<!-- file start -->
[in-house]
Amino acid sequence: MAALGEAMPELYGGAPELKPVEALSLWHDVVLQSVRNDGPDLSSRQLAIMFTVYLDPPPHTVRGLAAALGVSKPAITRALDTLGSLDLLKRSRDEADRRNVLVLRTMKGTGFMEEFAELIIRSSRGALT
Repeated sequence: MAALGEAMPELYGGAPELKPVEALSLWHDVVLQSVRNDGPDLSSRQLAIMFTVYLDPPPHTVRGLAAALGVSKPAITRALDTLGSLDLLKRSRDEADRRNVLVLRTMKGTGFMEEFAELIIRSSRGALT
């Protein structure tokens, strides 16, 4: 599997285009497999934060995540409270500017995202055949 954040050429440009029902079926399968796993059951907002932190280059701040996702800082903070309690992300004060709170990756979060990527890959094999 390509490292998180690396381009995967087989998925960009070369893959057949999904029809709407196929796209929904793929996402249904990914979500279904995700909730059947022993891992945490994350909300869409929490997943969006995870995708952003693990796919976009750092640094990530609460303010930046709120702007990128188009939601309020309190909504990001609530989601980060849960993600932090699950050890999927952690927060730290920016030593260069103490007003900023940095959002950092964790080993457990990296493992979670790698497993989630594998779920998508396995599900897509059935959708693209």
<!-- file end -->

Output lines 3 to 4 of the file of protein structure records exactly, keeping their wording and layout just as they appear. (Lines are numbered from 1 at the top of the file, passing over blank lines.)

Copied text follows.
Repeated sequence: MAALGEAMPELYGGAPELKPVEALSLWHDVVLQSVRNDGPDLSSRQLAIMFTVYLDPPPHTVRGLAAALGVSKPAITRALDTLGSLDLLKRSRDEADRRNVLVLRTMKGTGFMEEFAELIIRSSRGALT
């Protein structure tokens, strides 16, 4: 599997285009497999934060995540409270500017995202055949 954040050429440009029902079926399968796993059951907002932190280059701040996702800082903070309690992300004060709170990756979060990527890959094999 390509490292998180690396381009995967087989998925960009070369893959057949999904029809709407196929796209929904793929996402249904990914979500279904995700909730059947022993891992945490994350909300869409929490997943969006995870995708952003693990796919976009750092640094990530609460303010930046709120702007990128188009939601309020309190909504990001609530989601980060849960993600932090699950050890999927952690927060730290920016030593260069103490007003900023940095959002950092964790080993457990990296493992979670790698497993989630594998779920998508396995599900897509059935959708693209």